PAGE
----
Bryan Clor Faced a Wave of Retirements. He Didn't Waste Time Before Taking Action

A Michigan clean-water utility modifies its training program, aiming to attract a diverse workforce to replace retiring workers.

Bryan Clor Faced a Wave of Retirements. He Didn't Waste Time Before Taking Action

Sam Turner, left, mechanic technician, mentors trainee Malcom Brown on pump repair.

Interested in Education/Training?

Get Education/Training articles, news and videos right in your inbox! Sign up now.

Education/Training + Get Alerts

Bryan Clor heard alarm bells on realizing that half of his 41-person staff would retire within the next five years.

“I knew something had to be done immediately, and there was no time to waste,” says Clor, division head for the Warren (Michigan) Water Recovery Facility.

Clor looked over the utility’s training manual and basically changed it up to make it more inclusive for all the areas where clean-water operators needed to be proficient. He knew that training the next generation of operators meant thinking of creative ways to get the word out about the industry and the benefits of wastewater careers.

College partnership

The Warren plant (50 mgd design, 22 mgd average) serves a city of 135,000, about 20 miles north of Detroit. The city had been giving plant tours for about 10 years with students from Macomb College, but Clor began using the tours to promote careers in the industry.

“We need to change people’s perception of the wastewater industry,” Clor says. “I started telling them what a career in wastewater really means and all the benefits it provides, such as a recession-proof job, variety in work, and the significance to the community of cleaning our water.”

He was doing more than planting seeds with the students; he was outright asking them to join his team and take part in his training program. Several took him up on his offer, made great trainees and were eventually hired.

Clor’s only requirement is that students who apply have at least one year of post-secondary education. “This is a job where you are constantly learning new things, and we want people who like to learn,” he says. “I’ve been here 13 years and I’m learning new things all the time.”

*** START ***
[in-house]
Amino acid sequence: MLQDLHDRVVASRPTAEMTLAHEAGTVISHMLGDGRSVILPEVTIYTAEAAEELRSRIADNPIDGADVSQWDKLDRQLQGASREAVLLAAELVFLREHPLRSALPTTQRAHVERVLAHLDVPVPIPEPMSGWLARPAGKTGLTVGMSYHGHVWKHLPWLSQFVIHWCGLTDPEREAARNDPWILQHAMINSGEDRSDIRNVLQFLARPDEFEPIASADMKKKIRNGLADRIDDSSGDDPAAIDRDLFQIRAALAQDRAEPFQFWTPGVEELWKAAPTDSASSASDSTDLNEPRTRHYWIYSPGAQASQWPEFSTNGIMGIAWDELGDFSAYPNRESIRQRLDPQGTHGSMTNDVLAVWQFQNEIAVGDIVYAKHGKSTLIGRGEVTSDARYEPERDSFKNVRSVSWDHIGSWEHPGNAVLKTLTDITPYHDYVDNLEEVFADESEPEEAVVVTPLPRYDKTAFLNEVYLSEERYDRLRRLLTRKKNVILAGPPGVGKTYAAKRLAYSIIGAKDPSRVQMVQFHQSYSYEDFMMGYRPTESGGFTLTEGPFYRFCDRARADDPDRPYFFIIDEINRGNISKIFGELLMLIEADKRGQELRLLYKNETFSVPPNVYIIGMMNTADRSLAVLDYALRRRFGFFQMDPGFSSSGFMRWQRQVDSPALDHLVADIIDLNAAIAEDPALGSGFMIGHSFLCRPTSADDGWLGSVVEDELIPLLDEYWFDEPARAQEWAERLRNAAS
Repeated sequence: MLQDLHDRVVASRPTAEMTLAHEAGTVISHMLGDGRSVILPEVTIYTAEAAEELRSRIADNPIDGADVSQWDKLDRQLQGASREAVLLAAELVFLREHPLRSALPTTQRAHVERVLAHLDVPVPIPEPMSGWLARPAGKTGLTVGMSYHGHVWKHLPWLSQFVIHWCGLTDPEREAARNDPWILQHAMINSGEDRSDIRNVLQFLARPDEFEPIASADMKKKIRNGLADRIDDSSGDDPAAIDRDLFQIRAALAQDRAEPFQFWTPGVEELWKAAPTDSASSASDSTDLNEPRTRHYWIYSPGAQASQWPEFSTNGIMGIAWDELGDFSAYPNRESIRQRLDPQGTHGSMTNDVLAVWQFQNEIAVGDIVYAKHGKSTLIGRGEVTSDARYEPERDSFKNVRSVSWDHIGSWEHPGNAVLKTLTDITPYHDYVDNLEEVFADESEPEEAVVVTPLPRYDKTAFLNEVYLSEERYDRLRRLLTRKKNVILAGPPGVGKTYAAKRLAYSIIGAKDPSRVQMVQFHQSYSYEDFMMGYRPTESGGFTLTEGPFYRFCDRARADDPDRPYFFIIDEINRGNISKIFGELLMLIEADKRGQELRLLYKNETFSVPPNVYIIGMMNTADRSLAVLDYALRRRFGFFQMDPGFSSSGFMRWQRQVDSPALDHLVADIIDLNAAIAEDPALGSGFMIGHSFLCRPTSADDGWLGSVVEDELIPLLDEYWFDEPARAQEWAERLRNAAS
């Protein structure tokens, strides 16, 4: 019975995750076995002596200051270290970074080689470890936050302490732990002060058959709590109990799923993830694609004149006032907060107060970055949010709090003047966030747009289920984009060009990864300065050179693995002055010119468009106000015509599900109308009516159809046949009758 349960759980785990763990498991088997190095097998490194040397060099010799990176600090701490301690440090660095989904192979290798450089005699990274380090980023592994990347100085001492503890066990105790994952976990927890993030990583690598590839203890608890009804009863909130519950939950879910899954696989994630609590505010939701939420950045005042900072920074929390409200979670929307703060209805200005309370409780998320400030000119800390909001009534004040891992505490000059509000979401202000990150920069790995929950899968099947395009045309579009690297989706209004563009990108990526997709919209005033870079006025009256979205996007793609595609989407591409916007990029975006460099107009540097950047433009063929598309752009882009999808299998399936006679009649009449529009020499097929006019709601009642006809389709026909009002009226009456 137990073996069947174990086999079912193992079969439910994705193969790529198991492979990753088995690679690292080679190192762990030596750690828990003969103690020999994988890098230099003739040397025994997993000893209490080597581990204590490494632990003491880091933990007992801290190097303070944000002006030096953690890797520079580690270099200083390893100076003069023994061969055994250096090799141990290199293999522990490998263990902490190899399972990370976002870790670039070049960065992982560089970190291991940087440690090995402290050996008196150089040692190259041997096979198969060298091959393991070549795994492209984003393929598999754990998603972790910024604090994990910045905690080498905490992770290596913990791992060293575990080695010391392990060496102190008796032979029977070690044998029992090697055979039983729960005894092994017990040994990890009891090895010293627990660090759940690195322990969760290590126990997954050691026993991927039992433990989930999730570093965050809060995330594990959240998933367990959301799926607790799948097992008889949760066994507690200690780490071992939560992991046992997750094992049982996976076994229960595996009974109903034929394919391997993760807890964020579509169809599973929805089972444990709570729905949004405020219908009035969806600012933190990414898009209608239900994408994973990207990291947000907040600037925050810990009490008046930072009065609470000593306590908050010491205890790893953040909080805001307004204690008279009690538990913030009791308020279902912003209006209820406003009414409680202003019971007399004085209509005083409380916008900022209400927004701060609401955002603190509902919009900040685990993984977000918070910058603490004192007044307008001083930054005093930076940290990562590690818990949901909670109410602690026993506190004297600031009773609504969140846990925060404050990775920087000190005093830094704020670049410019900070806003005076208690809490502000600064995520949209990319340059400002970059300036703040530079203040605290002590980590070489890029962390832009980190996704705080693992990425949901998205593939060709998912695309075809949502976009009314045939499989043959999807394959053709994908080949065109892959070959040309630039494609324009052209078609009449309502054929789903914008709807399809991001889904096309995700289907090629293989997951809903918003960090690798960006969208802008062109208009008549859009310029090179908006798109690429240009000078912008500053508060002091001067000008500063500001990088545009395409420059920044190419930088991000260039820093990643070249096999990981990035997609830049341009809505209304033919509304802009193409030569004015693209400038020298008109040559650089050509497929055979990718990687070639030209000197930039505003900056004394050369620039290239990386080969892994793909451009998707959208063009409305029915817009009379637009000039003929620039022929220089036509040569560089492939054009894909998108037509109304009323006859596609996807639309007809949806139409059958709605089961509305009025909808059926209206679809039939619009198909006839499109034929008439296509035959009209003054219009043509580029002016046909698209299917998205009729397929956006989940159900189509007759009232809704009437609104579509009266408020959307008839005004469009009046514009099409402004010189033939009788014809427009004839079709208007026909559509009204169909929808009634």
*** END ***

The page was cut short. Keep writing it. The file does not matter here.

Diverse training

Trainees who are accepted are paid as if they were employees. They learn four parts of the operator’s role: lab, operations, maintenance and industrial pretreatment. They spend three months in each area training with an experienced team member.

“One area builds on the other,” Clor says. “It also makes them more well-rounded. If I need to move them around for some reason, they are already familiar with the area.” Training typically takes one year; trainees who need more work in a given area repeat it, but must complete the total program within two years.

They are also encouraged to acquire a Class D license and follow up with C, B and A licenses. They receive bonus payments for each license they complete.

Casting a wider net

Clor’s advice to other plant leaders: “Find local resources in your backyard and tap into them.” He believes a diverse workforce brings multiple ideas to the table and that men and women of different ages and backgrounds make for a more successful team.

Besides recruiting at the college, Clor has started visiting local high school seniors’ classes to tell them about careers in the field while they are still contemplating their next move after graduation. To date, 24 students have applied for training; four trainees have been hired, and two are waiting for job openings to come up. 

“I am in a position right now where I have more applicants than I have openings, which is a good problem to have,” Clor says. Sarah Schwartz, a trainee recently hired as an operator, was an environmental science major at Macomb and wasn’t sure what to do with her degree.

After taking the plant tour, she applied and has been an ideal candidate. She just received a promotion to a water specialist role and wants to make wastewater her career, says Clor. “While a science degree is ideal,” he says. “We just hired an art major, Dave Kmiecik, as a trainee, and he is working out great.”

Rewarding program

Clor notes that living in a Great Lakes state puts new operators on the front line of defense for the waterways, lakes and streams. He impresses that on the students he talks with. The training program has been so successful with operators that Clor wants to use the same template to fill electrician and engineer openings.

To date, the program has won the Michigan Pump Award for enhanced water resource recovery practices, from the Michigan Department of Environment, Great Lakes & Energy and the Michigan Water Environment Association. Clor received a Public Utility Management Person of the Year award from the MWEA. In addition, the program received a Special Attribute Recognition from the Governor of Michigan. In June, it will receive the MWEA Donald M. Pearce Award for Outreach.   


Comments on this site are submitted by users and are not endorsed by nor do they reflect the views or opinions of COLE Publishing, Inc. Comments are moderated before being posted.